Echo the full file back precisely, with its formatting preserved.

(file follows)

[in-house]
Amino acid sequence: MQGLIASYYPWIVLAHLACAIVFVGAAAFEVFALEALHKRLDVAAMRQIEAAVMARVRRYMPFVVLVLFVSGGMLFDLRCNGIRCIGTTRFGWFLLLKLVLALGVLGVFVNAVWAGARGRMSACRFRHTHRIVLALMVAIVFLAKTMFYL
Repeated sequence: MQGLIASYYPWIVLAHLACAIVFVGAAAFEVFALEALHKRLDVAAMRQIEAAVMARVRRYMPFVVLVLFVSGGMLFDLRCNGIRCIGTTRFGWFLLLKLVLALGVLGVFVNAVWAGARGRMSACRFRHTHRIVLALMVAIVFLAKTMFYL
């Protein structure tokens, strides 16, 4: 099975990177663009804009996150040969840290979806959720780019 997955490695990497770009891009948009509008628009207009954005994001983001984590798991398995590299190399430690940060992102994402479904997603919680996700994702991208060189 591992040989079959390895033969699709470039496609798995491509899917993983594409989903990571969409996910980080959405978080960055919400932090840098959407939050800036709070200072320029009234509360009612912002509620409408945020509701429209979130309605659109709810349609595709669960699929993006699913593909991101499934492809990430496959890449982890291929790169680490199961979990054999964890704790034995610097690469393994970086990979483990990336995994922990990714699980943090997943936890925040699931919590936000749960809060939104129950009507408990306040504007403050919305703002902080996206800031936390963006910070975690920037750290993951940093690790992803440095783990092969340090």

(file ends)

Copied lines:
[in-house]
Amino acid sequence: MQGLIASYYPWIVLAHLACAIVFVGAAAFEVFALEALHKRLDVAAMRQIEAAVMARVRRYMPFVVLVLFVSGGMLFDLRCNGIRCIGTTRFGWFLLLKLVLALGVLGVFVNAVWAGARGRMSACRFRHTHRIVLALMVAIVFLAKTMFYL
Repeated sequence: MQGLIASYYPWIVLAHLACAIVFVGAAAFEVFALEALHKRLDVAAMRQIEAAVMARVRRYMPFVVLVLFVSGGMLFDLRCNGIRCIGTTRFGWFLLLKLVLALGVLGVFVNAVWAGARGRMSACRFRHTHRIVLALMVAIVFLAKTMFYL
């Protein structure tokens, strides 16, 4: 099975990177663009804009996150040969840290979806959720780019 997955490695990497770009891009948009509008628009207009954005994001983001984590798991398995590299190399430690940060992102994402479904997603919680996700994702991208060189 591992040989079959390895033969699709470039496609798995491509899917993983594409989903990571969409996910980080959405978080960055919400932090840098959407939050800036709070200072320029009234509360009612912002509620409408945020509701429209979130309605659109709810349609595709669960699929993006699913593909991101499934492809990430496959890449982890291929790169680490199961979990054999964890704790034995610097690469393994970086990979483990990336995994922990990714699980943090997943936890925040699931919590936000749960809060939104129950009507408990306040504007403050919305703002902080996206800031936390963006910070975690920037750290993951940093690790992803440095783990092969340090």